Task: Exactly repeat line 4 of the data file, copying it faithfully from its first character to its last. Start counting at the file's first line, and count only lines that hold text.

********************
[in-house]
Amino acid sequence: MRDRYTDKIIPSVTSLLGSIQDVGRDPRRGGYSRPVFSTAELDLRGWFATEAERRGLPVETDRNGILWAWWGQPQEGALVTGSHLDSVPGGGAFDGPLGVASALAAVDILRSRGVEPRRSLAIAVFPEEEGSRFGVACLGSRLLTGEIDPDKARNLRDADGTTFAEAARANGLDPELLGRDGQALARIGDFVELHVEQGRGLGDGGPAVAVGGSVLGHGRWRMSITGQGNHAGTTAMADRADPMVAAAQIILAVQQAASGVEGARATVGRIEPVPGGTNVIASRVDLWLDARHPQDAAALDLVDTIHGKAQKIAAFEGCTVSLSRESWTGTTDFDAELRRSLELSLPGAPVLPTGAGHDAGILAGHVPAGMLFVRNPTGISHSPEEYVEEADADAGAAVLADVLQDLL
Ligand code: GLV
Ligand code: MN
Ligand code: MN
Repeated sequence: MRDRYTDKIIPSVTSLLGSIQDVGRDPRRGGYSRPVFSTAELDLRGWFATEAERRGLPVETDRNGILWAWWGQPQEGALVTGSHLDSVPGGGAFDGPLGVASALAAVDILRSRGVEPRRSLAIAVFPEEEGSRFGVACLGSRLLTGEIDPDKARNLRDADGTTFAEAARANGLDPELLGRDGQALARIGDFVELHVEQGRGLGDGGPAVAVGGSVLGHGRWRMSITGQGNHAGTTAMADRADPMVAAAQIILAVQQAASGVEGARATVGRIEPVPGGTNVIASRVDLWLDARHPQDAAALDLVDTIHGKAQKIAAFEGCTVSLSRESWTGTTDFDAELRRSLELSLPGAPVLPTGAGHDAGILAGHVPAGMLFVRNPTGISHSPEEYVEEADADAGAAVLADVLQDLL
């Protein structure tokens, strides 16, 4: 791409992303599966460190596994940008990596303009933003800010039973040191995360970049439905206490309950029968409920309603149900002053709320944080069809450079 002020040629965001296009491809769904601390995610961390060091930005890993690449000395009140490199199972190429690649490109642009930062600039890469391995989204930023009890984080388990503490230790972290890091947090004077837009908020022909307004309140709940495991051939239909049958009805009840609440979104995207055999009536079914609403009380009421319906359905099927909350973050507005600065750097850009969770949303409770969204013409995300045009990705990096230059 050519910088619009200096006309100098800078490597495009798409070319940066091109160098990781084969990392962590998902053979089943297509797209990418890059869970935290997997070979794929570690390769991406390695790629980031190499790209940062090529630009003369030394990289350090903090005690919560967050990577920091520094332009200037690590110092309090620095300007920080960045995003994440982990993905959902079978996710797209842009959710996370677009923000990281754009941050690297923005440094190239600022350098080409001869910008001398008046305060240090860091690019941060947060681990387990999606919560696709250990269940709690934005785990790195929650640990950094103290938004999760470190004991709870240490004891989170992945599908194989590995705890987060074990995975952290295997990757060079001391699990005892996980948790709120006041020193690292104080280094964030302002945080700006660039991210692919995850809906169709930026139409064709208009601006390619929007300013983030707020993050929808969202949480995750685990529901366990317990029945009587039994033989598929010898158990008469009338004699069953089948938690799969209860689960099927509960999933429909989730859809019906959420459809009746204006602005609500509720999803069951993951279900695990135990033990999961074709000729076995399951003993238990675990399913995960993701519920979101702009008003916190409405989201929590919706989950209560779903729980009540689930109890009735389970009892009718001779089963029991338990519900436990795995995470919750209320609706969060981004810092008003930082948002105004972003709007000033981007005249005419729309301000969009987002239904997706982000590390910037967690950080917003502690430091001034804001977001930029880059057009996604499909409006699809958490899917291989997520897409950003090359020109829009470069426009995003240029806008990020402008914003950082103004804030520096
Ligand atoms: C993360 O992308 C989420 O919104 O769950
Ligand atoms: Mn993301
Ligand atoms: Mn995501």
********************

Ligand code: MN